michele_yuloMichele Yulo is the founder of Princess Free Zone, Inc., a brand and blog that offers an alternative to all things princess for little girls by addressing issues of gender and gender stereotyping. She is also the author of the children’s book Super TooLula: The Kind Warrior. You can follow Michele on Facebook and Twitter.

All photos courtesy of Princess Free Zone.

  • Jim

    Michele Yulo,I think you are crazy. Please explain to me this constant need for women to show they are better than men. I just don’t get it. Are there not girls baseball and basketball teams in your area for your daughter? Why this constant need to show boys teams that girls can do it too? What if I wanted to put my son on a girls basketball team? Could you imagine the outrage? As a man I know there are women who can do things better than me. Should I be mad that Danica Patrick is a better driver than me? Should I be upset than Shannon Szbados is a better goalie than me? Put yourself in Morgan Reilly’s shoes for a minute. A 19 year old kid, away from home. The media in Toronto surrounding the team is insane especially this year with the dismal season they are having. Being a first round pick the expectations are extremely high for this young man. You could go as far as to say he is the face of the future for the Leafs. So he makes an off the cuff remark about “not being a girl about it” and the media runs with it. I love your comments about “demeaning “and”belittling “. Good grief. That’s all you did to this guy. Sure he could have chose better words but,come on. Maybe with maturity he will make better choices but he made a mistake. No need to crucify him over one comment. Give the kid a break. He is under enormous pressure for a young man. Someone you know nothing about and yet feel free to unload on him. Just my 2 cents.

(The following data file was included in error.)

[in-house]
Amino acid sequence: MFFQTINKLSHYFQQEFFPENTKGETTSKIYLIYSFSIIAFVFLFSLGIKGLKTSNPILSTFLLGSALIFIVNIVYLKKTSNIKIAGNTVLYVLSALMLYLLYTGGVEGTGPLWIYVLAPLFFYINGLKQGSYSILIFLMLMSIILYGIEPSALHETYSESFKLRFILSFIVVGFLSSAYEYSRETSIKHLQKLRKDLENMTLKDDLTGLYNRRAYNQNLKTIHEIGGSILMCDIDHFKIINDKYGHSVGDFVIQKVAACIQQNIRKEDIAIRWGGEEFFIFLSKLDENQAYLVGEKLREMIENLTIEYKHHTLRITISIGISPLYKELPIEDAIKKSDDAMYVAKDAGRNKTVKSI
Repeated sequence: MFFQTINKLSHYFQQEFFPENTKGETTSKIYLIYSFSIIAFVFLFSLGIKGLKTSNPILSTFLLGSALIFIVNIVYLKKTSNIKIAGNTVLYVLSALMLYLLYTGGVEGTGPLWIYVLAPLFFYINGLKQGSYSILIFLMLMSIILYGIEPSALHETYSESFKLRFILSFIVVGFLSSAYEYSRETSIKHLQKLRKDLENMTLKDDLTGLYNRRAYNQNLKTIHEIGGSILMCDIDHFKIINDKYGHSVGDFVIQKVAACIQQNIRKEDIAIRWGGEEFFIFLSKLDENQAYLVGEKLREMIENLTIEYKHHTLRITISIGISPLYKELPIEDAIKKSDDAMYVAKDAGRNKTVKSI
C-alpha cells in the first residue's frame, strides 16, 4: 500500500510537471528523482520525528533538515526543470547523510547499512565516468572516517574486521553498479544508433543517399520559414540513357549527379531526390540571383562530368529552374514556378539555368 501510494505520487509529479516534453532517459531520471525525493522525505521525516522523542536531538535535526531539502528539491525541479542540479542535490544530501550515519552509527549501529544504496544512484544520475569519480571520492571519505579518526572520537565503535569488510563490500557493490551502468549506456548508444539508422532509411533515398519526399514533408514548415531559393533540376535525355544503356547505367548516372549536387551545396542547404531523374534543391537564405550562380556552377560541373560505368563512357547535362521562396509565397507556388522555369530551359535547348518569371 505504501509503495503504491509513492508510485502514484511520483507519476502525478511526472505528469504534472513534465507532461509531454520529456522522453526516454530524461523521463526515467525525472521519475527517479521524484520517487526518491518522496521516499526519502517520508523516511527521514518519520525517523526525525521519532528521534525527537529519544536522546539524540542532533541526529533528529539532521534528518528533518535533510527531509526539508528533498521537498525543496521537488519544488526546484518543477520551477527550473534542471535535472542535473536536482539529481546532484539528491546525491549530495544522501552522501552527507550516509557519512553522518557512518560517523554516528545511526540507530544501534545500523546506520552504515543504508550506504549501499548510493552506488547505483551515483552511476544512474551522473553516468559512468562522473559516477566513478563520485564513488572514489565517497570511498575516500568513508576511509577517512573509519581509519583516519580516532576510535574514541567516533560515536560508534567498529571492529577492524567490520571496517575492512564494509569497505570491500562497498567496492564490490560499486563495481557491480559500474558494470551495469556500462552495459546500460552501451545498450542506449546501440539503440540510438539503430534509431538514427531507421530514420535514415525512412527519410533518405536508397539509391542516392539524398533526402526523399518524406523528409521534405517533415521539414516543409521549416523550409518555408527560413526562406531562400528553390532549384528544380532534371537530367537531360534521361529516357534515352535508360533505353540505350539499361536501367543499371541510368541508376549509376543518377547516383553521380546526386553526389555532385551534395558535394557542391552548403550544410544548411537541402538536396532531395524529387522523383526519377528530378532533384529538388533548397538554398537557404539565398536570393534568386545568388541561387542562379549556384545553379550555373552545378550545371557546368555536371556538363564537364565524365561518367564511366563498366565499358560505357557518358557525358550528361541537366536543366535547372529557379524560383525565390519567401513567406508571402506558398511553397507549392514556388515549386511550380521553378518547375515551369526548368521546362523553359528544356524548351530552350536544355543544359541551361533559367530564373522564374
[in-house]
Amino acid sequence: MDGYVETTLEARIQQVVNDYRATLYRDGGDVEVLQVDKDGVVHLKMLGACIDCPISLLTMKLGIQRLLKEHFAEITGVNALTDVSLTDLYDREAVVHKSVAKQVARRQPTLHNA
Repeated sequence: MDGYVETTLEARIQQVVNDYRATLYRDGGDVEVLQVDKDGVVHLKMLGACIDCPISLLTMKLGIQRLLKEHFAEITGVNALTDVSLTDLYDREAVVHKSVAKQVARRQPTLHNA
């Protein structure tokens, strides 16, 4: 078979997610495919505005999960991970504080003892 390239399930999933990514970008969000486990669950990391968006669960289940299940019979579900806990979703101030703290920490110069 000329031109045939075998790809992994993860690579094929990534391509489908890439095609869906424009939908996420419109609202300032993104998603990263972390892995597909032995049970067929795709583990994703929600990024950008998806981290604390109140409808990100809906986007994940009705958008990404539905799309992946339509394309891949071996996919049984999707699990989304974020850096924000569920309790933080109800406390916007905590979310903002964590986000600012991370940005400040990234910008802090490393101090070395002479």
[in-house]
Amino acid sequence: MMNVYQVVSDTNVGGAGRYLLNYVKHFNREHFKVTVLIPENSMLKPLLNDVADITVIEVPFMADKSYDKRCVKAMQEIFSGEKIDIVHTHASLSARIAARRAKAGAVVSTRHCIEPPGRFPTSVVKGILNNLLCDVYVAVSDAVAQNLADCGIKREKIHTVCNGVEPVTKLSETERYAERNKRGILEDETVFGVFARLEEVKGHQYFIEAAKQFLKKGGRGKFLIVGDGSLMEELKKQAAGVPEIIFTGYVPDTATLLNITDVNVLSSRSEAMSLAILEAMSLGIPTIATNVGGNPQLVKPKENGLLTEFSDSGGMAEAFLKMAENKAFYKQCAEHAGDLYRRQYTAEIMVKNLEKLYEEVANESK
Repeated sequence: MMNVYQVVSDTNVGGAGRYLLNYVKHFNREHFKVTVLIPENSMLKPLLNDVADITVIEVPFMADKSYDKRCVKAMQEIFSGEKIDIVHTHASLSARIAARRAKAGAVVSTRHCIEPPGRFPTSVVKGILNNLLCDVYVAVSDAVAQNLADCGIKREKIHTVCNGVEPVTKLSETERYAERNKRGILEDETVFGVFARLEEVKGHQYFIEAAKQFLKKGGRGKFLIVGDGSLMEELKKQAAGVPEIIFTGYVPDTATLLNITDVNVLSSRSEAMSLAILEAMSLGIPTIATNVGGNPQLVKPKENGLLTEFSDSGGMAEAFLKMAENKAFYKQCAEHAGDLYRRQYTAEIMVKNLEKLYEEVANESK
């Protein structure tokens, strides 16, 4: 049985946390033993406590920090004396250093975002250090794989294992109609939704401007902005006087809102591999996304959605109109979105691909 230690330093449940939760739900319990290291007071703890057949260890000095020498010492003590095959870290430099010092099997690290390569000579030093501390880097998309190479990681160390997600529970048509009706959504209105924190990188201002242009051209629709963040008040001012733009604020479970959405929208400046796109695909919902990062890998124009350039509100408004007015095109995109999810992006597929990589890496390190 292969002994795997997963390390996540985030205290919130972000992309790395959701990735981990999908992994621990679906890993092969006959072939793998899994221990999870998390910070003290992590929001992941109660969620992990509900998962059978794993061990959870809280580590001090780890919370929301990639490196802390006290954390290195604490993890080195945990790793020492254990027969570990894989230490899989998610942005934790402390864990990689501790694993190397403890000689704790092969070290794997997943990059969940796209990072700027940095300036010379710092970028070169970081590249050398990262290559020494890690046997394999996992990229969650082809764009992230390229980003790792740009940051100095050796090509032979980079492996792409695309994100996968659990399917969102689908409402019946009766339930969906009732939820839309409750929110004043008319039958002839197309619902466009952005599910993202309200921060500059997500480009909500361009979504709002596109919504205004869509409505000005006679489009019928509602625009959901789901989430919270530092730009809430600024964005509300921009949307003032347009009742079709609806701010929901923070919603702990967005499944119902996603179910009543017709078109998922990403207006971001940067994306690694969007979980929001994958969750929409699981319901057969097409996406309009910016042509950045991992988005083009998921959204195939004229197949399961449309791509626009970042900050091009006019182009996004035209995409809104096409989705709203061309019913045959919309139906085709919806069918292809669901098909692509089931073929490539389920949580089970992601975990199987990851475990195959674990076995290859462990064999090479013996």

• myulo

      Wow Jim–who’s saying that women are better than men? If you’re referring to my statement about girls who play sports alongside boys–I am saying that girls have to go above and beyond to prove themselves as good if not better within that context. Morgan Rielly is the one who put down girls and he’s not the only one who has done it. And I certainly don’t think my letter is hostile–or crucifying. It’s not just a letter to him–it’s more a way of providing perspective as to how this kind of language is simply absorbed into the mindset because I’m sure he really doesn’t feel that way about girls or women in general. And, yet, it happens all the time. And being the female that I am–I have heard derogatory comments like this throughout my entire life. And now that my daughter plays sports with boys–I want to be sure she does not have to hear things like this. That’s my point. Has nothing to do with who is better than who. Clearly, you didn’t understand the context, the meaning behind my letter. It’s about so much more than this one incident–sorry you didn’t get that. It’s about an overall attitude that says girls aren’t AS good. Michele

    • andersm0

      Jim, you do not understand that there has been such a long history equating female with inferior. Calling a man a girl or woman or effeminate is the lowest form of insult. To climb out of it, just to be respected as worthy human beings, women are compelled to compete in the same arena. If men had not used their superior physical strength to subjugate and oppress women as lesser humans, then this battle would not be being fought today.